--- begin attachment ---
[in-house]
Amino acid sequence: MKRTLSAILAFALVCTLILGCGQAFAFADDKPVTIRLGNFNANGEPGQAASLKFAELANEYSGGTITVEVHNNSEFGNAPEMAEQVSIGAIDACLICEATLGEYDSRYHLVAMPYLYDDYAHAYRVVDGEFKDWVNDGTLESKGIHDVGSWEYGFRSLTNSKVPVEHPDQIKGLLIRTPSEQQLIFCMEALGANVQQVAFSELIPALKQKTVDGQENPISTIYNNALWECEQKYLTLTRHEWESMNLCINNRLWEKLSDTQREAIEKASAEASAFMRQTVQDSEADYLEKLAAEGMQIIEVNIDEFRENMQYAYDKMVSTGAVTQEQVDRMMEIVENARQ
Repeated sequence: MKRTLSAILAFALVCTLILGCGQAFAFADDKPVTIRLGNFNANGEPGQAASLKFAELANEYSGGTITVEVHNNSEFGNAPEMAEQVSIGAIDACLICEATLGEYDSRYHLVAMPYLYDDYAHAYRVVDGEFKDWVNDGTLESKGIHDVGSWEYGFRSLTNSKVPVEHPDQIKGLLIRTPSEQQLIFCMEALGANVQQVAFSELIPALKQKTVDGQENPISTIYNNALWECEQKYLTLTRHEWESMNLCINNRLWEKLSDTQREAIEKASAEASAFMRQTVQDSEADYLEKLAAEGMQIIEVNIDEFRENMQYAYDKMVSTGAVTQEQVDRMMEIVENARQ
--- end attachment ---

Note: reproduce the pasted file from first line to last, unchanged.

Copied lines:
[in-house]
Amino acid sequence: MKRTLSAILAFALVCTLILGCGQAFAFADDKPVTIRLGNFNANGEPGQAASLKFAELANEYSGGTITVEVHNNSEFGNAPEMAEQVSIGAIDACLICEATLGEYDSRYHLVAMPYLYDDYAHAYRVVDGEFKDWVNDGTLESKGIHDVGSWEYGFRSLTNSKVPVEHPDQIKGLLIRTPSEQQLIFCMEALGANVQQVAFSELIPALKQKTVDGQENPISTIYNNALWECEQKYLTLTRHEWESMNLCINNRLWEKLSDTQREAIEKASAEASAFMRQTVQDSEADYLEKLAAEGMQIIEVNIDEFRENMQYAYDKMVSTGAVTQEQVDRMMEIVENARQ
Repeated sequence: MKRTLSAILAFALVCTLILGCGQAFAFADDKPVTIRLGNFNANGEPGQAASLKFAELANEYSGGTITVEVHNNSEFGNAPEMAEQVSIGAIDACLICEATLGEYDSRYHLVAMPYLYDDYAHAYRVVDGEFKDWVNDGTLESKGIHDVGSWEYGFRSLTNSKVPVEHPDQIKGLLIRTPSEQQLIFCMEALGANVQQVAFSELIPALKQKTVDGQENPISTIYNNALWECEQKYLTLTRHEWESMNLCINNRLWEKLSDTQREAIEKASAEASAFMRQTVQDSEADYLEKLAAEGMQIIEVNIDEFRENMQYAYDKMVSTGAVTQEQVDRMMEIVENARQ